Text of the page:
Contact: Glen Milner (206) 365-7865
Federal Judge Ronald B. Leighton, on January 8, granted the U.S. Navy’s motion to dismiss an environmental lawsuit concerning the Navy’s second Explosives Handling Wharf. The lawsuit was filed on June 19, 2012 by Ground Zero Center for Nonviolent Action and Washington Physicians for Social Responsibility. The Navy began construction of the four-year project in September 2012. Plaintiffs asserted that the project began without an adequate study of environmental impacts under the National Environmental Policy Act (NEPA).
Judge Leighton in his ruling stated, “The Navy met the requirements of NEPA and its implementing regulations.” The ruling means that the Navy will not be required to explain to the public the dangers of the project, including greatly increased explosion risks from the close proximity of two wharves used to handle volatile Trident missiles.
The Navy’s $715 million wharf will have 1,250 pilings and cover 6.3 acres of water in ecologically sensitive Hood Canal. The Navy, while withholding information regarding explosives safety, will double the amount of explosives in Hood Canal and likely double the amount of missile handling by the Navy. The net explosive weight of the two wharves is equal to 7.4 million pounds of TNT in the form of rocket propellant in the missiles. The propellant is classified as an HC/D 1.1 explosive, more volatile than TNT, and is capable of detonating upon impact.
In May 2009, the Navy announced it was conducting an Environmental Impact Statement (EIS) for the second Explosives Handling Wharf. In March 2012, the Navy released its Final EIS and the Record of Decision was filed in May 2012.
Throughout the EIS process, the Navy insisted that it was not increasing the risk of an accident involving missiles in Hood Canal. In the Final EIS the Navy stated, “No new or increased quantity of explosives would be introduced as a result of the construction and operation of the EHW-2.” The Navy also stated, as well as numerous other similar statements, “The proposed project would not change the amounts or manner in which explosive materials are handled on NBK at Bangor.” However after the case was filed, the Navy released over 115,000 pages in its administrative record which proved a substantial new risk.
In September 2012, plaintiffs discovered that while the Navy was informing the public that there were no new risks from explosive material, a debate had been raging within the Department of Defense. The agency in charge of explosives safety, the Department of Defense Explosives Safety Board, had refused to grant permission for the project. The Navy instead sought its own Secretarial Certification, one of only seven such exemptions in the U.S., and agreed to accept all responsibility for any accident and the consequences of any accident for the entire life of the wharf.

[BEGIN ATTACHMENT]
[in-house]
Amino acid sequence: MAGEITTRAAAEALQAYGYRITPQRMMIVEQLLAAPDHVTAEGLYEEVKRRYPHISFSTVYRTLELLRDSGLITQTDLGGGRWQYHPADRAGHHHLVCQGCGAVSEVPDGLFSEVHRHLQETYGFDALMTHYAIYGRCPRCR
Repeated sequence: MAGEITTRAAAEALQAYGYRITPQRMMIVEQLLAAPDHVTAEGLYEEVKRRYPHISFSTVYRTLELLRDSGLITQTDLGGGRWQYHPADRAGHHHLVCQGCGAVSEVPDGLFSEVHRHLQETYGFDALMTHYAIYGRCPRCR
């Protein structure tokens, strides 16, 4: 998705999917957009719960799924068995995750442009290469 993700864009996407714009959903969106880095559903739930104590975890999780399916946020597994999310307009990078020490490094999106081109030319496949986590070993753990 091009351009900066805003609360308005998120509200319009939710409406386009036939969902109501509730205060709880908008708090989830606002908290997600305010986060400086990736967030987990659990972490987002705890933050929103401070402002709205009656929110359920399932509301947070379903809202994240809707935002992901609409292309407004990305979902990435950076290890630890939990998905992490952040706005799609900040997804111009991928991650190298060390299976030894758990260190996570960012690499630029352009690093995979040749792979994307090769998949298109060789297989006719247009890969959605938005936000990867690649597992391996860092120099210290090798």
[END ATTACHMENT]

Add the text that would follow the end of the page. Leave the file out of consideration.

Judge Leighton never addressed the fact that the Navy had misled the public throughout the EIS process. His ruling also did not address the plaintiffs’ claim that the Navy violated a requirement to include comments of the Explosive Safety Board in the EIS, which would have alerted the public to the danger of siting two missile-handling wharves close together.
Other records released after the case was filed showed that the Navy planned to spend up to $32.2 million for “Impacted Facilities” to fortify or move existing facilities which could be damaged from an explosives accident at the new wharf. The expense amounts to about 4.5 percent of the entire project. But the Navy could not move or fortify the existing EHW. Mysteriously, the Navy removed the fragmentation barrier between the wharves which was designed to prevent the propagation of an explosion at the adjacent wharf.
Although the Navy later released records after the lawsuit was filed that proved the plaintiffs’ assertions regarding explosives safety, Judge Leighton stated the Navy was not required release them. Judge Leighton stated, “The Navy’s analysis of the risk of explosions is protected from disclosure by law and therefore the Navy was not required to disclose it in a public NEPA document.” However, there was no evidence in the administrative record that a risk analysis was ever conducted for the new wharf. Addressing records that were withheld during the EIS, Judge Leighton added, “Moreover, the Court is unconvinced that withholding these materials is even significant.”
Glen Milner, a listed plaintiff in the lawsuit, stated, “The Navy had proven our case for us with its release of explosion risk information after the lawsuit was filed. Somehow Judge Leighton ruled that those same released records and the information within them were exempt from disclosure. The records are public now, so there is no reason why the Navy could not have released them during the EIS process when there was still time for the public to influence the project decision.” Milner added, “According to Department of Defense Explosives Safety Board and Navy regulations, the two wharves should be at least 2,789 feet apart instead of around 300 feet.”
Plaintiffs are discussing their options in the case. The Navy expects the second Explosives Handling Wharf to be operational in October 2016.
The lawsuit would not have been possible without the support of the Ground Zero Center for Nonviolent Action, Ground Zero members, and other members of the public. More than 300 individuals spoke against the second wharf in public hearings and in written comments for the Navy’s EIS. Ground Zero is an all-volunteer organization. Ground Zero members supported and paid fees for the lawsuit—a substantial undertaking for a small organization.
NOTE: Milner and Kathy George, the attorney who represented Ground Zero in its lawsuit, are scheduled to appear on “Mind Over Matters” on KEXP FM, 90.3, Seattle, Washington at 7:30 AM on Saturday, January 11th.